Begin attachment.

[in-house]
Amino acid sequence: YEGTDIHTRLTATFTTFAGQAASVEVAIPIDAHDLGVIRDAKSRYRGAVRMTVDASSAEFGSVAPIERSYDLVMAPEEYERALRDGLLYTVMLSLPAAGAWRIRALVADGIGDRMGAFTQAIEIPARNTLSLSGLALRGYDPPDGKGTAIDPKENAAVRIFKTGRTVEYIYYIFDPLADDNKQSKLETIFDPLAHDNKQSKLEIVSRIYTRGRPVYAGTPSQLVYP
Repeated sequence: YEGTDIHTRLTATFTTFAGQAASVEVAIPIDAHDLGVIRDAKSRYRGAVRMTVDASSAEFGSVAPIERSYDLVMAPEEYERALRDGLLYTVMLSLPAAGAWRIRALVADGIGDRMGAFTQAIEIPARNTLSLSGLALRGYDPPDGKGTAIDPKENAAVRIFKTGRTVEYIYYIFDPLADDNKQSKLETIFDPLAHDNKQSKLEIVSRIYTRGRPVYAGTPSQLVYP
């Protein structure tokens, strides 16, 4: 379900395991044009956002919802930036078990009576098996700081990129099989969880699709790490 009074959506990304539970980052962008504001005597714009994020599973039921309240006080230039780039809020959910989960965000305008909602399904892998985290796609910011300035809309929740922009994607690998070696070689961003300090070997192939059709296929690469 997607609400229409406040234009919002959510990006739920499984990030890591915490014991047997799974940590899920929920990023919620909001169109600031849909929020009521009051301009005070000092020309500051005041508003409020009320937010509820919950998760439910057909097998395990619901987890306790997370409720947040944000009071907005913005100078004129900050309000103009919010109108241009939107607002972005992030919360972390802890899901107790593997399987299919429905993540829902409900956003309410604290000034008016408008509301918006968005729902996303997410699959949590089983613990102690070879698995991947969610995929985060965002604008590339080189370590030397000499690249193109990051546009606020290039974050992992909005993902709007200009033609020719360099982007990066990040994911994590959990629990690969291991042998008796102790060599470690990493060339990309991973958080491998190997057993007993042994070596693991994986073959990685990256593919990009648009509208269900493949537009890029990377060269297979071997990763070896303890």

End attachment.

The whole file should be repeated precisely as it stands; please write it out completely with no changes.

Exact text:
[in-house]
Amino acid sequence: YEGTDIHTRLTATFTTFAGQAASVEVAIPIDAHDLGVIRDAKSRYRGAVRMTVDASSAEFGSVAPIERSYDLVMAPEEYERALRDGLLYTVMLSLPAAGAWRIRALVADGIGDRMGAFTQAIEIPARNTLSLSGLALRGYDPPDGKGTAIDPKENAAVRIFKTGRTVEYIYYIFDPLADDNKQSKLETIFDPLAHDNKQSKLEIVSRIYTRGRPVYAGTPSQLVYP
Repeated sequence: YEGTDIHTRLTATFTTFAGQAASVEVAIPIDAHDLGVIRDAKSRYRGAVRMTVDASSAEFGSVAPIERSYDLVMAPEEYERALRDGLLYTVMLSLPAAGAWRIRALVADGIGDRMGAFTQAIEIPARNTLSLSGLALRGYDPPDGKGTAIDPKENAAVRIFKTGRTVEYIYYIFDPLADDNKQSKLETIFDPLAHDNKQSKLEIVSRIYTRGRPVYAGTPSQLVYP
């Protein structure tokens, strides 16, 4: 379900395991044009956002919802930036078990009576098996700081990129099989969880699709790490 009074959506990304539970980052962008504001005597714009994020599973039921309240006080230039780039809020959910989960965000305008909602399904892998985290796609910011300035809309929740922009994607690998070696070689961003300090070997192939059709296929690469 997607609400229409406040234009919002959510990006739920499984990030890591915490014991047997799974940590899920929920990023919620909001169109600031849909929020009521009051301009005070000092020309500051005041508003409020009320937010509820919950998760439910057909097998395990619901987890306790997370409720947040944000009071907005913005100078004129900050309000103009919010109108241009939107607002972005992030919360972390802890899901107790593997399987299919429905993540829902409900956003309410604290000034008016408008509301918006968005729902996303997410699959949590089983613990102690070879698995991947969610995929985060965002604008590339080189370590030397000499690249193109990051546009606020290039974050992992909005993902709007200009033609020719360099982007990066990040994911994590959990629990690969291991042998008796102790060599470690990493060339990309991973958080491998190997057993007993042994070596693991994986073959990685990256593919990009648009509208269900493949537009890029990377060269297979071997990763070896303890």